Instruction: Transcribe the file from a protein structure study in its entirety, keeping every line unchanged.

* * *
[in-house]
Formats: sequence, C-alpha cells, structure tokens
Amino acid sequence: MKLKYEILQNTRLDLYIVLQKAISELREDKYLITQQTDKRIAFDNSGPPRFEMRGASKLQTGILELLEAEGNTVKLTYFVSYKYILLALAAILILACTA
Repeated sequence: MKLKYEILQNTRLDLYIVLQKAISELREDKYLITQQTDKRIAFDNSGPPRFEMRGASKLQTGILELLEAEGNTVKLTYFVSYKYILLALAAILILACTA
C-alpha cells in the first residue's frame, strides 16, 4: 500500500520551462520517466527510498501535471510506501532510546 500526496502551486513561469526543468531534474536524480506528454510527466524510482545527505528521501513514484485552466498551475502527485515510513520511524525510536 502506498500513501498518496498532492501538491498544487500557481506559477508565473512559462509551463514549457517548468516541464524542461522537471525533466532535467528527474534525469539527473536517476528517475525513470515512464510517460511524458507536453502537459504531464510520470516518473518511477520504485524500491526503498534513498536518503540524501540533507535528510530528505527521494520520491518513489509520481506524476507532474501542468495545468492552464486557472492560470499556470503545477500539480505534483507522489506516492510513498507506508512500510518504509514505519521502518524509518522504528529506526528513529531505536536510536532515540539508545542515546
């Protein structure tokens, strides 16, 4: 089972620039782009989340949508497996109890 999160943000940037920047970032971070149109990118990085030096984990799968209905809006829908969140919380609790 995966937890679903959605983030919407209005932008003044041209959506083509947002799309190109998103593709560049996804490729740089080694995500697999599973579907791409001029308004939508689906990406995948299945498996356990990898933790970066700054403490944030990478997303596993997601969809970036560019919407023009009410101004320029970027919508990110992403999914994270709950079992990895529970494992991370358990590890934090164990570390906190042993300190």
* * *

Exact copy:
[in-house]
Formats: sequence, C-alpha cells, structure tokens
Amino acid sequence: MKLKYEILQNTRLDLYIVLQKAISELREDKYLITQQTDKRIAFDNSGPPRFEMRGASKLQTGILELLEAEGNTVKLTYFVSYKYILLALAAILILACTA
Repeated sequence: MKLKYEILQNTRLDLYIVLQKAISELREDKYLITQQTDKRIAFDNSGPPRFEMRGASKLQTGILELLEAEGNTVKLTYFVSYKYILLALAAILILACTA
C-alpha cells in the first residue's frame, strides 16, 4: 500500500520551462520517466527510498501535471510506501532510546 500526496502551486513561469526543468531534474536524480506528454510527466524510482545527505528521501513514484485552466498551475502527485515510513520511524525510536 502506498500513501498518496498532492501538491498544487500557481506559477508565473512559462509551463514549457517548468516541464524542461522537471525533466532535467528527474534525469539527473536517476528517475525513470515512464510517460511524458507536453502537459504531464510520470516518473518511477520504485524500491526503498534513498536518503540524501540533507535528510530528505527521494520520491518513489509520481506524476507532474501542468495545468492552464486557472492560470499556470503545477500539480505534483507522489506516492510513498507506508512500510518504509514505519521502518524509518522504528529506526528513529531505536536510536532515540539508545542515546
């Protein structure tokens, strides 16, 4: 089972620039782009989340949508497996109890 999160943000940037920047970032971070149109990118990085030096984990799968209905809006829908969140919380609790 995966937890679903959605983030919407209005932008003044041209959506083509947002799309190109998103593709560049996804490729740089080694995500697999599973579907791409001029308004939508689906990406995948299945498996356990990898933790970066700054403490944030990478997303596993997601969809970036560019919407023009009410101004320029970027919508990110992403999914994270709950079992990895529970494992991370358990590890934090164990570390906190042993300190």